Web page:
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There are some really interesting differences between home landscaping and yard design in the 1700s and today. There was an entirely different system of etiquette between people and classes in the past — many people were only just beginning to create and inhabit what are now major towns around the world.

Home landscaping was largely a detail for those in more rural areas, as many of the individuals living in the major cities by the ports simply kept flowerbeds. However, those who were rich or well off, and who maintained large properties a little further off from the major cities, often had huge and elaborate home landscaping that served as a mark of their high class, matched the elegance inside their homes as well.

City Planning in the 1700s

Historically, manors were considered units of land that were originally a feudal lordship, consisting of a lord's demesne with lands that were rented to tenants for their service. Throughout the 1600s, manor-houses and small castles began to acquire the character and amenities of the residences of country gentlemen. By the 1700s, manors were large country houses that behaved as the principal house of a landed estate. Therefore, these estates and their houses had already been placed deliberately in the best location of any given area — typically spots near water or trees, with a good climate.

 

Homes that were built in the 1700s and planned outside of a manor estate were often also thoughtfully constructed and well placed. Depending on their value and contents, popular designs could become influential in city planning as well. In the U.S., early settlers had a large influence over new cities.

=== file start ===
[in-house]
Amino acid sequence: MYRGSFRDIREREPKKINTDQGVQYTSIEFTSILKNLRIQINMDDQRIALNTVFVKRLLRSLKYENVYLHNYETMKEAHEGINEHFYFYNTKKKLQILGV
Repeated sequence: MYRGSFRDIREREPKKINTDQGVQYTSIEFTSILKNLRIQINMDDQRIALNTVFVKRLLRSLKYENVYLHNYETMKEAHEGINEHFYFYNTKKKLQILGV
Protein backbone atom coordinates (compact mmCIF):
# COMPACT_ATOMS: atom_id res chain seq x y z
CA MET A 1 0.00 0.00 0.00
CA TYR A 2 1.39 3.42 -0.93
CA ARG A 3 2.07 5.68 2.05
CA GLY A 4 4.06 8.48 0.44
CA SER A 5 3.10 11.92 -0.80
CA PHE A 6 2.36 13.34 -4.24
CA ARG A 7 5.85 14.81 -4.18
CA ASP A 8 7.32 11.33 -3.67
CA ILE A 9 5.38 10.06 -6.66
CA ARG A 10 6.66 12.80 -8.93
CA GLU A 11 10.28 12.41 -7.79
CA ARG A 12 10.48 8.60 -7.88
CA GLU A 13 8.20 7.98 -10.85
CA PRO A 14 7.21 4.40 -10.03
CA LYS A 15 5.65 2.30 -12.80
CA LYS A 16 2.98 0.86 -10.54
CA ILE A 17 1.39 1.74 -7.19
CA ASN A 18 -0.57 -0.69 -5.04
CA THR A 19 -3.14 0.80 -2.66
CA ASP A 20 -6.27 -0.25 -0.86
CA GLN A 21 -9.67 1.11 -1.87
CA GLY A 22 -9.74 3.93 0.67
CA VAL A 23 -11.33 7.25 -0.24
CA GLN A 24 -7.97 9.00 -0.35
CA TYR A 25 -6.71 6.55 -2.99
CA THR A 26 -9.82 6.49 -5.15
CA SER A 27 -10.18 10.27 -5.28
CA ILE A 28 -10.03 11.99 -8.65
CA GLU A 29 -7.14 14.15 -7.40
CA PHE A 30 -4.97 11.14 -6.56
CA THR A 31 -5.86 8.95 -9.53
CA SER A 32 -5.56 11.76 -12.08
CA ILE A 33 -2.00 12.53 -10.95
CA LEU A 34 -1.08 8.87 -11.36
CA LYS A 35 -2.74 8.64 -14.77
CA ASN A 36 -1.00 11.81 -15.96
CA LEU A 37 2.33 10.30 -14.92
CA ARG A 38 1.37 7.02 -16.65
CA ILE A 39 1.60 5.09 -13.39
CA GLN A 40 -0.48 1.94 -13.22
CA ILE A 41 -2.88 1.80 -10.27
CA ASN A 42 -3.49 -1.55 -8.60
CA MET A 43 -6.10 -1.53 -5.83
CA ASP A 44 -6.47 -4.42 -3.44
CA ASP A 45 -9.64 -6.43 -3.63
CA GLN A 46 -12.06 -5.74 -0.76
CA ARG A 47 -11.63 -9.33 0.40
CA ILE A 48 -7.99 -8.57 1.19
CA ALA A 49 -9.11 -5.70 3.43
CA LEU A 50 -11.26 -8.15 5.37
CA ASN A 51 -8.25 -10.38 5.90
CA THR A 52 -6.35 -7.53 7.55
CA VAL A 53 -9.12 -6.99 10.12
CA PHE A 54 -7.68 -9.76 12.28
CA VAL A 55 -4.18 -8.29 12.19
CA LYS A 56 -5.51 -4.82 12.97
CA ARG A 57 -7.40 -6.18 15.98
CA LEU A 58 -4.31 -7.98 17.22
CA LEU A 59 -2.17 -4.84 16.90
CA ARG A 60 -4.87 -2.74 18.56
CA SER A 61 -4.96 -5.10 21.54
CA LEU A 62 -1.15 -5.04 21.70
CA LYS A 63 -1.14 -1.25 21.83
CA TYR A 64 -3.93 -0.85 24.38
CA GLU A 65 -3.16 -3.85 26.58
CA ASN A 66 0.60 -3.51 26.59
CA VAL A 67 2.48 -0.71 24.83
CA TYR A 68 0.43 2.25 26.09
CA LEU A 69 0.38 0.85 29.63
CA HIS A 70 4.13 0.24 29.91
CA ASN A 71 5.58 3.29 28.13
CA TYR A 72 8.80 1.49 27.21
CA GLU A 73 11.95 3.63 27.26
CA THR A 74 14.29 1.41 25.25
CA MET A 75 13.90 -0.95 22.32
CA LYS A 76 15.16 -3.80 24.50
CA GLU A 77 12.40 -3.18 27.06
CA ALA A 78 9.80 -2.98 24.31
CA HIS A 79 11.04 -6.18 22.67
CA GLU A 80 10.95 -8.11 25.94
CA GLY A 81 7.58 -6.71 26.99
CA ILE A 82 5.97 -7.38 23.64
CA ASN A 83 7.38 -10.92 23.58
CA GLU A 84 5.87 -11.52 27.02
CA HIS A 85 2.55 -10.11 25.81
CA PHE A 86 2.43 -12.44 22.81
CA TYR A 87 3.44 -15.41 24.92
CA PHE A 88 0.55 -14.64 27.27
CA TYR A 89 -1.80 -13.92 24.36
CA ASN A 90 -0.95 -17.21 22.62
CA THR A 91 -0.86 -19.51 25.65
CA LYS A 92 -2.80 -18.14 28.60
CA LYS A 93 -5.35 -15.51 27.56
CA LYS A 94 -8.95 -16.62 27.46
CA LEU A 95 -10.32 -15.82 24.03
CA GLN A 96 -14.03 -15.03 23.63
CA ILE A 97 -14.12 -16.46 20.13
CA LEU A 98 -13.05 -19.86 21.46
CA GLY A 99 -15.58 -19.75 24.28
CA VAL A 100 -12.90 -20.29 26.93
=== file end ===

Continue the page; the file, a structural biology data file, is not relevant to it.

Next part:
In what is now the capital of North Carolina, an early settler named Joel Lane, who had taken the area in 1741 with his two brothers, had a massive social impact over the area. As an early settler, Joel Lane was able to pick the best location with the best natural surroundings in the area for his property. The property was visited so often by travelers that Lane built a tavern and meetinghouse near the property, which eventually became the first few properties of the capital city, Raleigh.

 

Only 30 years after their arrival, Wake County was established with the construction of a courthouse and jail on the hillside in front of Lane's residence. After a state convention that sought a location for an “unalterable seat of government,” 100 acres of land were purchased from Lane, which would become the city. As you can see from this example, early city planning often centered around key social influencers.

Landscaping and Yard Design

Knowing the importance of water as a resource and trees as shelter from the sun, cities were often based in areas with great natural landscapes. Early settlers often set themselves up with all the resources they could need to be comfortable and successful in these areas. As the first people in any given area, they often maintained gardens to grow their own crops. With their many resources, there were often not many limitations to what they could do. Therefore, the old-time flower gardens and surrounding areas could be as vast and decorative as they wanted.